Children under 14 are not to be employed for wages while the public schools are in session, and unless certain educational requirements are complied with employment under 16 is prohibited in factories, workshops or mercantile establishments. There are also stringent provisions as to the employment of minors between 16 and 21, intended to prevent illiteracy. Indeed the educational requirements are so correlated with provisions as to employment and such effective means are provided for enforcement of the laws that the intellectual, moral and physical status of minors of either sex is carefully guarded. In every respect the legislation of Massachusetts of this character is upon a high plane.
There is a provision for the certification of the qualifications of high school teachers by the board of education, and a State-wide retirement system for teachers in the public schools, with annuities and pensions.
A department of university extension, under direction of the State Board of Education, organizes and maintains a comprehensive system of extension teaching designed to supplement, or to fill gaps in, other established educational agencies, by means of vocational and cultural classes conducted by part-time teachers or by correspondence courses. Many such courses are offered for classes when they do not duplicate educational opportunities given at nominal fees by other institutions. There are no fees for instruction in such classes. Twenty students must enroll in order to form a class.
The number of children attending the public schools during the year ending 30 June 1918, covered by the latest published returns, was 604,023; the average membership, 547,288. and the average attendance, 506,474, or 93 per cent of the average membership. At the same time there were 464,621 children in the State between the ages of 7 and 14. The law requiring school attendance is well enforced.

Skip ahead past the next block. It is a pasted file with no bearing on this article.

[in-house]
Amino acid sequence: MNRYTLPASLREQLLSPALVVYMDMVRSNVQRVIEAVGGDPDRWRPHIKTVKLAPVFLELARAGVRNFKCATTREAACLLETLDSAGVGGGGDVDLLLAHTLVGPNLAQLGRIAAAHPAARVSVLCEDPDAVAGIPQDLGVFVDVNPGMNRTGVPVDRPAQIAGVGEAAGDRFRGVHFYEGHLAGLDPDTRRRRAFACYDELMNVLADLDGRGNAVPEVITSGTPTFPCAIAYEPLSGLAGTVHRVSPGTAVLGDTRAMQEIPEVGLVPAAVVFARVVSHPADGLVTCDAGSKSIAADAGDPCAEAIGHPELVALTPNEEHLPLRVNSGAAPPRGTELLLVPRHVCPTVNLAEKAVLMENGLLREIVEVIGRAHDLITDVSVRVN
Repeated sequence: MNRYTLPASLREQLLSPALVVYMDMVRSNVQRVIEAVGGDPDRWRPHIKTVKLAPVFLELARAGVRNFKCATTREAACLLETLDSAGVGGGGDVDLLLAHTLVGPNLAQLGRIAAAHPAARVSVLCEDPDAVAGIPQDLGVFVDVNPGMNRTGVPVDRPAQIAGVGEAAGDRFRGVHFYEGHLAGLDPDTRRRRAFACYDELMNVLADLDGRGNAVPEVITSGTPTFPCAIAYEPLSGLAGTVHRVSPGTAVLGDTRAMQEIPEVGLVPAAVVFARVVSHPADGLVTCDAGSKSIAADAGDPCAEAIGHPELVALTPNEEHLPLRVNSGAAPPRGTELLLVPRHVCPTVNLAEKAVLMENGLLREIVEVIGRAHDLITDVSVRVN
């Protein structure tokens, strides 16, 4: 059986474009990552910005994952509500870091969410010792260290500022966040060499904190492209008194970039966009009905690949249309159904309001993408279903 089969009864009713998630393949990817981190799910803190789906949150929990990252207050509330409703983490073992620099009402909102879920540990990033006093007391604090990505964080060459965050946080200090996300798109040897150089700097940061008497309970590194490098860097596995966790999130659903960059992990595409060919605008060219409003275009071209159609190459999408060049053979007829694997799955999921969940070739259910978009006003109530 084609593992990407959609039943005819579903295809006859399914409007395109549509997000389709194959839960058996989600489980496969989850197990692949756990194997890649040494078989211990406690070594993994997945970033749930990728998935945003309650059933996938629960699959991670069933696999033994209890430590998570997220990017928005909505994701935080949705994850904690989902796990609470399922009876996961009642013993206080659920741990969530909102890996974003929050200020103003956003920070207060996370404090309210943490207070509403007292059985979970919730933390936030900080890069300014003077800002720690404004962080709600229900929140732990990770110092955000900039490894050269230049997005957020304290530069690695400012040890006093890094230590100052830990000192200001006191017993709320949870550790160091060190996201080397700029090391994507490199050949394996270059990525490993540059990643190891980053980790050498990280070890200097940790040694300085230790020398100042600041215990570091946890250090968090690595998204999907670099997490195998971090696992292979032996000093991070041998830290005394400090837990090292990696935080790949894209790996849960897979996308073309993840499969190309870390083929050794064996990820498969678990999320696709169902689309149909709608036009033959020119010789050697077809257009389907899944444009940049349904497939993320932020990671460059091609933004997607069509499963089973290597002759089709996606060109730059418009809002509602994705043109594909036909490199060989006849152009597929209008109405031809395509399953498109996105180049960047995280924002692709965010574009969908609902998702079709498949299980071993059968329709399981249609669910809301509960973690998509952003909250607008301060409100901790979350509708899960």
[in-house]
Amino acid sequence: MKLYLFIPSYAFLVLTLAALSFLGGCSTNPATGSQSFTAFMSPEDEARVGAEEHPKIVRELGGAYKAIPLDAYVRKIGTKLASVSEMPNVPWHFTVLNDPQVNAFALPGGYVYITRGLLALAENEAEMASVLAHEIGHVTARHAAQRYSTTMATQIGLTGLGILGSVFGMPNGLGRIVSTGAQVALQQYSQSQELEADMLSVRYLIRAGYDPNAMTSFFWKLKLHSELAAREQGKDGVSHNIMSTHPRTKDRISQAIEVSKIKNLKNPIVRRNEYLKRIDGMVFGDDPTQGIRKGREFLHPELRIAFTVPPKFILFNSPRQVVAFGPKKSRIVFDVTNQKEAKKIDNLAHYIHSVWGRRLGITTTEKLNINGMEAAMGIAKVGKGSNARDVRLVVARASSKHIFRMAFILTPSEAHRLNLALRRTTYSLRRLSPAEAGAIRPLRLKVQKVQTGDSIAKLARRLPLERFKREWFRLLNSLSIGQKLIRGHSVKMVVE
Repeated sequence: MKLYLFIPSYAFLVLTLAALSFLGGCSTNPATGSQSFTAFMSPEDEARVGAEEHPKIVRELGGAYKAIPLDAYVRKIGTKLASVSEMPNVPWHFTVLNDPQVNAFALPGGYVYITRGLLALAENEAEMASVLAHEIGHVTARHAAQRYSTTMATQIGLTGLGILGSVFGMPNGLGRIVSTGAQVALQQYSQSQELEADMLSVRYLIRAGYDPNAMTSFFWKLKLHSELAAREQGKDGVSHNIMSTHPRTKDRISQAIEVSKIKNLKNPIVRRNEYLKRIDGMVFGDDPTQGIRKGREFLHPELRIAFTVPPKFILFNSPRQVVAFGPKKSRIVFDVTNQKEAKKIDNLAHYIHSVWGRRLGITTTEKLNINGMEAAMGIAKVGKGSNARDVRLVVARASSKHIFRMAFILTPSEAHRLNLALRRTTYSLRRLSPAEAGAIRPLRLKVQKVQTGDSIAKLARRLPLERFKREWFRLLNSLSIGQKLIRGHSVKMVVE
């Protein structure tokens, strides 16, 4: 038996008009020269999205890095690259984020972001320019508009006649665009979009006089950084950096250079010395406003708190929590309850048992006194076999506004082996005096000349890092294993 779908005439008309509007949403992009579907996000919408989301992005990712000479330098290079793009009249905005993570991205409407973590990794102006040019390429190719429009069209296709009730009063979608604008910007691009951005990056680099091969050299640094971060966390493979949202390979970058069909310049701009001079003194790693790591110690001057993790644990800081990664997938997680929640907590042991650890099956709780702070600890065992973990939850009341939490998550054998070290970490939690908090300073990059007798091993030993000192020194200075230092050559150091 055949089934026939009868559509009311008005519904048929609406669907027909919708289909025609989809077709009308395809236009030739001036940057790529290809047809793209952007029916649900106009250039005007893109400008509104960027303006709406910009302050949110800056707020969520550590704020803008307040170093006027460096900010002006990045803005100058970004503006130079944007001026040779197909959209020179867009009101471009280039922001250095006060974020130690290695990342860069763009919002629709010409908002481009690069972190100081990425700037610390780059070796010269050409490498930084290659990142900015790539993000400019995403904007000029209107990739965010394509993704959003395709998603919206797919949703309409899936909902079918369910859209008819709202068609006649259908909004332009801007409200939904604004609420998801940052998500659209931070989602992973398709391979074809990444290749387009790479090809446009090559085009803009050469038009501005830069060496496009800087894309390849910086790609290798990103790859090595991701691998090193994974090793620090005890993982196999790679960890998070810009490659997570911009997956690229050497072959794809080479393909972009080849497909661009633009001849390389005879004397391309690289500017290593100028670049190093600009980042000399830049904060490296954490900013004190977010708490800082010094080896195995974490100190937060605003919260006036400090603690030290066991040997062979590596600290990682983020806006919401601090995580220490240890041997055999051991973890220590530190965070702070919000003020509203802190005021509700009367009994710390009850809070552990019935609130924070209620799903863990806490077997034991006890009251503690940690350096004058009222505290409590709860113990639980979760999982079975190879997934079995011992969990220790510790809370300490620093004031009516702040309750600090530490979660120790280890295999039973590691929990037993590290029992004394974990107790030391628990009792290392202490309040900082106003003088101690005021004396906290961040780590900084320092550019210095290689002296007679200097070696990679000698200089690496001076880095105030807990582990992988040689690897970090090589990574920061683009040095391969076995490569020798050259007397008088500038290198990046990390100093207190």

The total annual expenditure for public school support and outlay for the same year was $30,600,088, of which $3,929,213 was for new buildings, alterations and permanent repairs. Of the whole amount required for annual support about 97 per cent was derived from local taxation. The average cost to the towns in taxation was $48.73 for the school support of each child in the average membership, (not including outlay for new buildings) requiring an expenditure of $5.45 for each $1,000 of the State's valaation, or about 27 per cent of the average tax for all purposes.
The effective ventilation of school buildings is required under definite provisions of law enforced by the State inspector of factories and public buildings, and in the larger towns and cities these buildings are generally of the highest types of such edifices in this and in all other respects, large numbers having been erected within recent years.
The higher educational institutions within the State include the following: Harvard College (q.v.) at Cambridge, founded 1636; Williams College (q.v.) at Williamstown, 1793; Amherst College (q.v.) at Amherst, 1825; Mount Holyoke College (q.v.), for women, at South Hadley, 1837; College of the Holy Cross at Worcester, 1843; Tufts College (q.v.) at Medford, 1850; Massachusetts Institute of Technology at Boston, 1861; Boston College at Boston, 1863; Massachusetts Agricultural College at Amherst, 1863; Worcester Polytechnic Institute at Worcester, 1865; Boston University at Boston, 1869; Wellesley College (q.v.), for women, at Wellesley, 1870; Smith College (q.v.), for women, at Northampton, 1871; Clark University and Clark College at Worcester, 1887-1902; Simmons College at Boston, 1899; Massachusett College of Pharmacy at Boston, founded 1823, incorporated 1852; Middlesex College of Medicine and Surgery at Cambridge, founded 1846, incorporated 1850; Massachusetts College of Osteopathy at Cambridge, established 1897, incorporated 1898; Wheaton College at Norton, founded 1834, incorporated 1912, and Northeastern College at Boston, 1916. Radcliffe College at Cambridge and Jackson College at Medford having certain affiliations with Harvard and Tufts, respectively, but no legal connection with them, are devoted to the collegiate education of women, and there are also many seminaries and private schools of various grades in the State.